This presentation will offer an in-depth overview of the transition process for students ages 14 and up, who receive special education services. Participants will learn about best practices for transition planning, including the value of student participation, legal requirements, and transition planning in the Individualized Education Program (IEP).

Beyond Translation: Collaborating with Culturally and Linguistically Diverse Families
Presented by Zach Rossetti, Ph.D., Associate Professor, Special Education, Boston University and Oanh Bui, MHA , MA

Cultural competence and family collaboration have been emphasized in teacher preparation programs for decades, yet collaborative partnerships between culturally and linguistically diverse (CLD) families and school personnel remain elusive. Language access is an important first step that many schools still struggle with, but partnerships require going beyond translation. This presentation for educators in PK-12 settings will share research-based strategies critical to building trust and establishing and maintaining family-professional partnerships. Educators will identify specific strategies and develop individualized action plans for purposeful and proactive change.

Collaborative & Proactive Solutions (CPS): Moving from Power and Control to Collaboration and Problem Solving
Presented by Maile Munson, LICSW, Collaborative & Proactive Solutions (CPS) Trainer, Lives in the Balance

This is the innovative, evidence-based, trauma-informed, neurodiversity-affirming model Dr. Ross Greene describes in his influential books The Explosive Child, Lost at School, Lost & Found, and Raising Human Beings. The CPS model has transformed thinking and practices in countless families and across settings around the world and has been associated with dramatic reductions in adult-child conflict, concerning behaviors, disciplinary referrals, and other interventions. The model represents a significant departure from discipline-as-usual — focusing on solving problems rather than on modifying behavior; emphasizing collaborative rather than unilateral solutions; encouraging proactive rather than reactive intervention; de-emphasizing diagnostic categories; and providing practical, research-based tools for assessment and intervention. Workshop participants will leave with an understanding of the underpinnings of the model as well as its practical assessment and intervention tools to be applied in the classroom.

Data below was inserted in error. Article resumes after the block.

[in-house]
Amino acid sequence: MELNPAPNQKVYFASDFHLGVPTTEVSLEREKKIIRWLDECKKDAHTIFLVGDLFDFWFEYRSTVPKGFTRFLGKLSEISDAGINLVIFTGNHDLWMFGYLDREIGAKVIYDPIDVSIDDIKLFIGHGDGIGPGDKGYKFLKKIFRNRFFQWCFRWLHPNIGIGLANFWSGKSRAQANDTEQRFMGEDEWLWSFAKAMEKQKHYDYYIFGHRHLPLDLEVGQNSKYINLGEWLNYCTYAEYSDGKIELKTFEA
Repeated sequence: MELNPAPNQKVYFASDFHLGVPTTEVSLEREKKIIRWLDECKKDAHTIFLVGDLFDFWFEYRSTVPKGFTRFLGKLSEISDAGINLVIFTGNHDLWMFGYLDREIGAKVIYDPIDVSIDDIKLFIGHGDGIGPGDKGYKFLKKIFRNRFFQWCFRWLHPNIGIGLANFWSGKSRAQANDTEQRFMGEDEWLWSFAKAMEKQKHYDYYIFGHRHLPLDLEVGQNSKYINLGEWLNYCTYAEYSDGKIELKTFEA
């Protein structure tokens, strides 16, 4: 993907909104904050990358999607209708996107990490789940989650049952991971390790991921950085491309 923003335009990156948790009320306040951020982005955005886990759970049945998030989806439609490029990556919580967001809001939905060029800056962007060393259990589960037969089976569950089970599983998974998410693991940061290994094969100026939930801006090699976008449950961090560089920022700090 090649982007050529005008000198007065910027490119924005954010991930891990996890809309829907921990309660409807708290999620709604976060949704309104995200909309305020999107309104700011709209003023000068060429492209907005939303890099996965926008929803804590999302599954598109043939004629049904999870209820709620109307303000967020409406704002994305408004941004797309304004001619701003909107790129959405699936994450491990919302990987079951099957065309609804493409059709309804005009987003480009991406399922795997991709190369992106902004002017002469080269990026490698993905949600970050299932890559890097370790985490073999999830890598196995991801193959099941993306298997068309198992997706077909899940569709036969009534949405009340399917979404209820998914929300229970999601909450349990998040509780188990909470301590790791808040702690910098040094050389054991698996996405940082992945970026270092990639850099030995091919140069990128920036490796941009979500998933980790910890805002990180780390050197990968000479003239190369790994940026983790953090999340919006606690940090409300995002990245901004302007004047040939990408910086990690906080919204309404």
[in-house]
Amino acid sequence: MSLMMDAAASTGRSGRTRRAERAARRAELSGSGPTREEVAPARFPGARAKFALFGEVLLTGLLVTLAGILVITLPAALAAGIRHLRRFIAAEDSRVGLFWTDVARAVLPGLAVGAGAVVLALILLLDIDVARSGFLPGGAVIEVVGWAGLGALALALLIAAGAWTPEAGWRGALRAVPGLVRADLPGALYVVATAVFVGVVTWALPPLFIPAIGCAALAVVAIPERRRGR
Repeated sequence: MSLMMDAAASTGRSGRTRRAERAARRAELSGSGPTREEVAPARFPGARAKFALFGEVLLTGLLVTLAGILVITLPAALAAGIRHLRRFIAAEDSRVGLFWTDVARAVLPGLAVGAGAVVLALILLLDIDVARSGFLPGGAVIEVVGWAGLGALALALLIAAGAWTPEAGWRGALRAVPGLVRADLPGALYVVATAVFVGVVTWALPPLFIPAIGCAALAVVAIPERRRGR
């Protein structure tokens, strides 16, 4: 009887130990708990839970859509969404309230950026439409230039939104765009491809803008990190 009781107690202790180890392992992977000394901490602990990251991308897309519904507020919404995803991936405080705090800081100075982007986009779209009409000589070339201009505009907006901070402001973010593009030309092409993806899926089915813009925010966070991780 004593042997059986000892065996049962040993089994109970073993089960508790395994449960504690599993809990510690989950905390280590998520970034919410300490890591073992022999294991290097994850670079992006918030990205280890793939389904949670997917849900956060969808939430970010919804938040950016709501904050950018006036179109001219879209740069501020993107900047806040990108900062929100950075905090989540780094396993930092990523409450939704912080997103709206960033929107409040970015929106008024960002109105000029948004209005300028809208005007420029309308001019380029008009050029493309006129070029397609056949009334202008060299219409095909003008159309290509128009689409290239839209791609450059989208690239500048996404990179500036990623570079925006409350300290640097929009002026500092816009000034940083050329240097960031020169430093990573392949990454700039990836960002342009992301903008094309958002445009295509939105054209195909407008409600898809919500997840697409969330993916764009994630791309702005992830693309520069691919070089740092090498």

This workshop will be recorded.

If Writing Instruction Tastes Like Broccoli, Don’t Expect Kids to Consume Much
Presented by David Koppenhaver, Professor Emeritus, Reading Education/Special Education, Appalachian State University

Writing is a critical tool of communication, learning, self-advocacy, and independence for students with Down syndrome and other disabilities. Unfortunately, few such students write sufficiently well to meet their daily needs at school and in the community. Traditional methods of instruction (e.g., handwriting practice, grammar exercises, error correction, grading) highlight for students their inadequacies without improving the quality of their writing. In this session we will focus on easily-implemented principles and practices for teaching students how the write better without focusing on the mistakes they make as they learn.

This workshop will be recorded.

Supporting Speech and Language Development in Children with Down Syndrome Using Multiple Modalities
Presented by Abbie King MS CCC-SLP/ATP, Boston Childrens Hospital, Augmentative Communication Program

This presentation will explore multi- modality communication through an augmentative and alternative communication (AAC) and assistive technology (AT) lens as it pertains to individuals with Down syndrome across the lifespan. The presentation will include tips and examples on how to effectively implement the various forms of AAC and AT within the classroom, in addition to recommending way to increase collaboration of both between school and home.